However, there is no parallel, none whatsoever, between the circumstances under which those parties in Japan and Sweden stayed in power for a long time and the circumstances under which Meles is staying in power in Ethiopia . Let me give just a couple of reasons, among dozens, why Meles’s comparison is absurd, baseless, shameless, outright lie and only self-serving.

    1) The parties in Japan and Sweden were elected in free and fair elections where all the necessary institutions for a democratic pluralistic society are in place, alive and well, and functioning at the full gear. Needless to say, the precursors for a democratic pluralistic society include institutions such as an independent and vibrant free media ( both print and electronic), independent judiciary, independent civil societies, independent military, security and police forces, independent civil service professionals at local levels to provide basic services and, not least, an independent election board. Whereas these preconditions for democracy are fulfilled to the fullest extent possible in Japan and Sweden , they are literally none existent in Ethiopia . If any, the very few that were fledging right around the 2005 sham elections have been completely eradicated by subsequent deliberate measures taken by Meles after he was dealt a humiliating defeat in the hands of the Ethiopian people at that election. Today, whatever ‘free’ institutions Meles claims exist in the country are only those that he created or overhauled in order to use them as his additional arms of repression. All those institutions that exist in name only in Ethiopia today have become part and parcel of the repressive machinery that Meles uses to make sure that he stays in power as long as he could.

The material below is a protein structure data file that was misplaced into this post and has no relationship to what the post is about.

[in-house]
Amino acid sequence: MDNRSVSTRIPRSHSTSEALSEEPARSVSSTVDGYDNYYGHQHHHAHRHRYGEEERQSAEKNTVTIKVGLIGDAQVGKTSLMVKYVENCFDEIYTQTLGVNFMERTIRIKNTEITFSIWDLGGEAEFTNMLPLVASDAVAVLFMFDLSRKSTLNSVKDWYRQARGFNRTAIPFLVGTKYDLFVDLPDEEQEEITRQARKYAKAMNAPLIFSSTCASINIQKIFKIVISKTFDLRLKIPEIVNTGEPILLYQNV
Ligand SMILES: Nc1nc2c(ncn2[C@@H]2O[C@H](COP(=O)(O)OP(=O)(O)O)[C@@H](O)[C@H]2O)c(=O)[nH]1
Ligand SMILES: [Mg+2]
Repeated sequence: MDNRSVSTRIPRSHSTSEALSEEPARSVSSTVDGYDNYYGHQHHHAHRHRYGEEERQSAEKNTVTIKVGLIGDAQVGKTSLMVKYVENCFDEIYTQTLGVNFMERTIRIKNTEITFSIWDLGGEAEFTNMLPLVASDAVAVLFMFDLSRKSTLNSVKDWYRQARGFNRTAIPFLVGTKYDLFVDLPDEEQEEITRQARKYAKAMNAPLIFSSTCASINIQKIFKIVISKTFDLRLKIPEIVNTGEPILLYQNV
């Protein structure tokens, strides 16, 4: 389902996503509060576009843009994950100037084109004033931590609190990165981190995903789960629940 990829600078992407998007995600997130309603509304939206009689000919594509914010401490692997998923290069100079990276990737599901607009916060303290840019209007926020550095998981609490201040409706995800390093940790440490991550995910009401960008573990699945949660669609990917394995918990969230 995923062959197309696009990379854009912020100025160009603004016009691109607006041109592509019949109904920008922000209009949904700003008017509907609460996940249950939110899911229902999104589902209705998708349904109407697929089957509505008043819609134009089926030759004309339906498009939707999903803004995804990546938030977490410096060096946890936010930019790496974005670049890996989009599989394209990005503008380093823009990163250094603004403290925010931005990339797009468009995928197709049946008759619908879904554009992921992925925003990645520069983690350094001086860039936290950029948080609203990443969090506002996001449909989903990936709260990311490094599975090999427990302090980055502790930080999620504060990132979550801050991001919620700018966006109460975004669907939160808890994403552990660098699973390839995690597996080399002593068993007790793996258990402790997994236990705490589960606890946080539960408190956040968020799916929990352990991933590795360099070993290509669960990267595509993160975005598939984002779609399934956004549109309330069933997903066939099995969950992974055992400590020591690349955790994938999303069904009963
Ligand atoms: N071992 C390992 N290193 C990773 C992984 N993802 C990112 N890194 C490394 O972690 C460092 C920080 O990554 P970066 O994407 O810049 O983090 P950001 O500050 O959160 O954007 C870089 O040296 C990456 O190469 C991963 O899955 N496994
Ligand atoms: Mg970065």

2) Whereas in Japan and Sweden , there had been one-party-dominances for a certain period of time in their recent histories, IN ETHIOPIA WE HAVE A ONE-MAN-DICTATORSHIP. Let me explain. In the case of Japan , the Liberal Democratic party had been in power between 1955 and 2009 with short interruptions from August 1993 to April 1994 and from June 1994 to January 1996 when the Japan New and Socialist parties were elected to power, respectively. Let us focus on the Liberal Democratic party that stayed in power for a total of nearly 50 years in Japan in the said period. Politics is about power. Political scholars like Salancik and Pfeffer (1977) describe power as “the ability of those who possess power to bring about the outcomes they desire”. What makes a party a party is not only its political program but also the people that stand behind the program – those individuals especially the party leaders who implement those very programs of the party. In a democratic society, it is not only the programs or a particular set of policies that decide the fate of a party in a democratic election but also the individual leaders in the party that are the faces and personifications of the party, its program and its policies. For instance, in the U.S. , the Democratic and Republican parties get elected to power or deposed from power alternatively not because they keep changing their party programs but because they keep changing party leaders (nominees). More often than not, the majority of the electorate decides its way of voting based on the personalities of the leaders of the competing parties more than the programs of the parties. That is just the nature of politics. The point I am trying to get to here is that it is not only what party is in power that is important but also who is (President or Prime Minister) in power is as important if not more.